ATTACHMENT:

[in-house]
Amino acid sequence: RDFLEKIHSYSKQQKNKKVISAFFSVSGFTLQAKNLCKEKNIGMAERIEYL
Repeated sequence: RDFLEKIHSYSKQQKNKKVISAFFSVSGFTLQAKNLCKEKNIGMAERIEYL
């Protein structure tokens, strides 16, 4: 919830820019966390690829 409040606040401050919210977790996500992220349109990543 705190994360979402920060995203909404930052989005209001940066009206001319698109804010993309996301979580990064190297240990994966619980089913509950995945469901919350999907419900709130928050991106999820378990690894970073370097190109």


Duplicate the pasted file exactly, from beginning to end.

[in-house]
Amino acid sequence: RDFLEKIHSYSKQQKNKKVISAFFSVSGFTLQAKNLCKEKNIGMAERIEYL
Repeated sequence: RDFLEKIHSYSKQQKNKKVISAFFSVSGFTLQAKNLCKEKNIGMAERIEYL
């Protein structure tokens, strides 16, 4: 919830820019966390690829 409040606040401050919210977790996500992220349109990543 705190994360979402920060995203909404930052989005209001940066009206001319698109804010993309996301979580990064190297240990994966619980089913509950995945469901919350999907419900709130928050991106999820378990690894970073370097190109």